Press Releases

S-Nitrosation of the Insulin Receptor, Insulin Receptor Substrate 1, and Protein Kinase B/Akt: A Novel Mechanism of Insulin Resistance

Description
S-Nitrosation of the Insulin Receptor, Insulin Receptor Substrate 1, and Protein Kinase B/Akt: A Novel Mechanism of Insulin Resistance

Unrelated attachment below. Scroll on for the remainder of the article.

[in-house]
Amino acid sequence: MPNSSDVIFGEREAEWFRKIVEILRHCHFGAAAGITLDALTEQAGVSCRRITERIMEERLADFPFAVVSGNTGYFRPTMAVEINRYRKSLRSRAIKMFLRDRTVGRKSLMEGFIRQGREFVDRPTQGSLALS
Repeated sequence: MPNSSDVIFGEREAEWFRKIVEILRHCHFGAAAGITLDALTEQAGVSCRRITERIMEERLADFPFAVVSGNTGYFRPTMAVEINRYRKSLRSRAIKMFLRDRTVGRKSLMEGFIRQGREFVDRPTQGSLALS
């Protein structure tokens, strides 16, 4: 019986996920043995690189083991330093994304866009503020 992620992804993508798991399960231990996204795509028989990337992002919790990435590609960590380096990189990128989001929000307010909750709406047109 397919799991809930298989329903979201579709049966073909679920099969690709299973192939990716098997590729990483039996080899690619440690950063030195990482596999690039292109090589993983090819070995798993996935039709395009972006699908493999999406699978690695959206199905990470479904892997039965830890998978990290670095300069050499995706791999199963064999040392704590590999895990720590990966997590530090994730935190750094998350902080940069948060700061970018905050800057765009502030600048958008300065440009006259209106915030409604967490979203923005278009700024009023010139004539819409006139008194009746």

Categories
Published
of 9
All materials on our website are shared by users. If you have any questions about copyright issues, please report us to resolve them. We are always happy to assist you.
Related Documents
Share
Transcript